Newsletter Steven Ferry

The Modern Butlers’ Journal, April 2019, The Wisdom of Butlers Past

Steven FerryThe Wisdom of Butlers Past

by Steven Ferry

Part 22: Gloves

Gloves are another fashion statement that is not so common today—being used mainly for practical reasons.

Two centuries ago, gloves were made of doe or buckskin and were cleaned in soap and water. They were then pressed together to remove excess moisture and then stretched on wooden hands or pulled into their proper shape. They were never wrung dry, as that would pull them out of shape and shrink them.

To color the gloves yellow, white, or to darken them, while the gloves are still slightly wet from cleaning, mix yellow ochre, pipe clay, rotten stone, or Fuller’s Earth in beer or vinegar and rub into the gloves, then allow to dry gently (not in the sun or by a fire to avoid shrinking). When dry, beat them up with a cane, brush them, then iron them with a warm iron under a piece of paper to make them look new.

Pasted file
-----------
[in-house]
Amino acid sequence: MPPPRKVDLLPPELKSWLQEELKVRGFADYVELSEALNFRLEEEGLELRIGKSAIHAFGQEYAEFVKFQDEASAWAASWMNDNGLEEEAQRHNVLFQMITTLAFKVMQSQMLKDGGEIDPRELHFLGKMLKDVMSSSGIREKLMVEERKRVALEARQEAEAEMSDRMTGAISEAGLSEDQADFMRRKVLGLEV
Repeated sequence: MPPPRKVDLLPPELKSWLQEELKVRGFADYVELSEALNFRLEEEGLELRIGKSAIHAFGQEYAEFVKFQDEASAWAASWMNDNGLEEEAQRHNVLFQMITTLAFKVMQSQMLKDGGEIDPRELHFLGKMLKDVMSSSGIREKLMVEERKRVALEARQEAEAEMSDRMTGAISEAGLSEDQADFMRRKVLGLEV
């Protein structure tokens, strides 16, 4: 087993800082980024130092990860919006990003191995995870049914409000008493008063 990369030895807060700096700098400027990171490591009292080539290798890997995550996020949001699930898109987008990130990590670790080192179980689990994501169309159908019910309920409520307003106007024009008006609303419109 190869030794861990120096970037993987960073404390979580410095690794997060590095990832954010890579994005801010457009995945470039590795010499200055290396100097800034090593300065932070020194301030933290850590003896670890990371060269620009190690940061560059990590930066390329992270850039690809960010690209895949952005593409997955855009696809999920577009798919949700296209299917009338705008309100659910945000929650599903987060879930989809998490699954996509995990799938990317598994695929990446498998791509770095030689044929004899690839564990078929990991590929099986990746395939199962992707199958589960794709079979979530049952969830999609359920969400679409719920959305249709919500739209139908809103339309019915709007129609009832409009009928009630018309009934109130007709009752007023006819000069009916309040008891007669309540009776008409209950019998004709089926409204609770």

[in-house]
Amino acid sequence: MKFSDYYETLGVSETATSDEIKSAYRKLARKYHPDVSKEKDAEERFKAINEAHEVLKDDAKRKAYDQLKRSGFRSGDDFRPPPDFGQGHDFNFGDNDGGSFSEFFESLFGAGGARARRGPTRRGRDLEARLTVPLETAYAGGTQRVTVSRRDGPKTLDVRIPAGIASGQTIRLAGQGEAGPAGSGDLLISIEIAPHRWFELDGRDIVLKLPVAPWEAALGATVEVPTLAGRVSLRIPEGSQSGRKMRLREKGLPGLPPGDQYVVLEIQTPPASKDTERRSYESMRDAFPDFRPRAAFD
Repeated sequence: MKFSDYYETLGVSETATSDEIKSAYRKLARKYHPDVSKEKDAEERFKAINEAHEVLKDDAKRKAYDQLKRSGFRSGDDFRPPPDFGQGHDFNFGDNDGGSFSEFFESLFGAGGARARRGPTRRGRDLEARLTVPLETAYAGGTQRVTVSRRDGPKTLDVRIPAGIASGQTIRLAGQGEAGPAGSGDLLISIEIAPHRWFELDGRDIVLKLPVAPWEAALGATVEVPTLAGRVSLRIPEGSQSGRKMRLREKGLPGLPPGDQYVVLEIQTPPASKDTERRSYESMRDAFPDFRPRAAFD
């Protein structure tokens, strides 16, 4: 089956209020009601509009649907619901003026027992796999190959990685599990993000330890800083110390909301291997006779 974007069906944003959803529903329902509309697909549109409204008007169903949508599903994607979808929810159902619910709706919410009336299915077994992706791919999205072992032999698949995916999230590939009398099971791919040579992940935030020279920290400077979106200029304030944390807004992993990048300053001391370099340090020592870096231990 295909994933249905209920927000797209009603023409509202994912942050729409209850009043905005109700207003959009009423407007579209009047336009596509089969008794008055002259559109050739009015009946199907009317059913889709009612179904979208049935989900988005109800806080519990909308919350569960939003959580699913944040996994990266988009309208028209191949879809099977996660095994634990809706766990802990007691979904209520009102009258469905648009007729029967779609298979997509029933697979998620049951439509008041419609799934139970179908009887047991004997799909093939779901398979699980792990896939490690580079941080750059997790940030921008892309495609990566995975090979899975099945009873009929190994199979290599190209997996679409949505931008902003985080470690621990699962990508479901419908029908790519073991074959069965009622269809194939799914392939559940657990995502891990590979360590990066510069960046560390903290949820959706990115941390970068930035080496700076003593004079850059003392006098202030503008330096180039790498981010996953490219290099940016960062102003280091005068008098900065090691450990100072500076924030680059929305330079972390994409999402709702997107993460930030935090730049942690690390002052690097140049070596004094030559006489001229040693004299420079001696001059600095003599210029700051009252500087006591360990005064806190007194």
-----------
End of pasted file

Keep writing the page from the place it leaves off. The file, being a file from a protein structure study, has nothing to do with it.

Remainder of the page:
We include the instructions for changing the color of gloves because it is an interesting look into the techniques and trouble that butlers and valets went to in order to accommodate their employers’ wishes or the fashion of the day.

Extracted from the 1823 book, The Footman’s Directory and Butler’s Remembrancer, re-published in hardback by Pryor Publications.

You may obtain your discounted copy (with free s&h) by emailing the publisher: Mr. Pryor (alan AT



The Institute is dedicated to raising service standards by broadly disseminating the mindset and superior service expertise of that time-honored, quintessential service provider, the British Butler, updated with modern people skills, and adapted to the needs of modern employers and guests in staffed homes, luxury hotels, resorts, spas, retirement communities, jets, yachts & cruise ships around the world.